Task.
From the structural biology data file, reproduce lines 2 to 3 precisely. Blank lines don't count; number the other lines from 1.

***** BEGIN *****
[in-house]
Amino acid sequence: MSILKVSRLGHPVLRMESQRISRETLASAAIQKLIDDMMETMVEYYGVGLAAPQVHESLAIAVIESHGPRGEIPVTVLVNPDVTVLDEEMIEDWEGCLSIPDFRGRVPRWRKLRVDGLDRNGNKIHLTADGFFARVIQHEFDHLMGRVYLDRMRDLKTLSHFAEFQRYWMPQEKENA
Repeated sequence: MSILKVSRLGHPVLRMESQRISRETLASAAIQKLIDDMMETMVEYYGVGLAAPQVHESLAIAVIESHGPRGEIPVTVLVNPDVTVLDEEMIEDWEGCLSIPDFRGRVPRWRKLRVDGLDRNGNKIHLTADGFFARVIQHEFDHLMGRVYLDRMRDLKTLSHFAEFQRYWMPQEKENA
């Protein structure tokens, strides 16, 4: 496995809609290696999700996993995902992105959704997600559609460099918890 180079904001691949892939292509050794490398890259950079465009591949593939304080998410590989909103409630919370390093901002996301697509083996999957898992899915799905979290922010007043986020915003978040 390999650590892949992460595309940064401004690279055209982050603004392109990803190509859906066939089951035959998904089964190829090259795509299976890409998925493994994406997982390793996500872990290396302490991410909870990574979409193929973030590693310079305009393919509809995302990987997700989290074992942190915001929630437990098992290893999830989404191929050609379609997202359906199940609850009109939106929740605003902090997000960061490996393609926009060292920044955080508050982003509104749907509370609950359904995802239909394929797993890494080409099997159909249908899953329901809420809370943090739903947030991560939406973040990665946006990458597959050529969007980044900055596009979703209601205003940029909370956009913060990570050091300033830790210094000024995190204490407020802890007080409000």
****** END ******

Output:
Amino acid sequence: MSILKVSRLGHPVLRMESQRISRETLASAAIQKLIDDMMETMVEYYGVGLAAPQVHESLAIAVIESHGPRGEIPVTVLVNPDVTVLDEEMIEDWEGCLSIPDFRGRVPRWRKLRVDGLDRNGNKIHLTADGFFARVIQHEFDHLMGRVYLDRMRDLKTLSHFAEFQRYWMPQEKENA
Repeated sequence: MSILKVSRLGHPVLRMESQRISRETLASAAIQKLIDDMMETMVEYYGVGLAAPQVHESLAIAVIESHGPRGEIPVTVLVNPDVTVLDEEMIEDWEGCLSIPDFRGRVPRWRKLRVDGLDRNGNKIHLTADGFFARVIQHEFDHLMGRVYLDRMRDLKTLSHFAEFQRYWMPQEKENA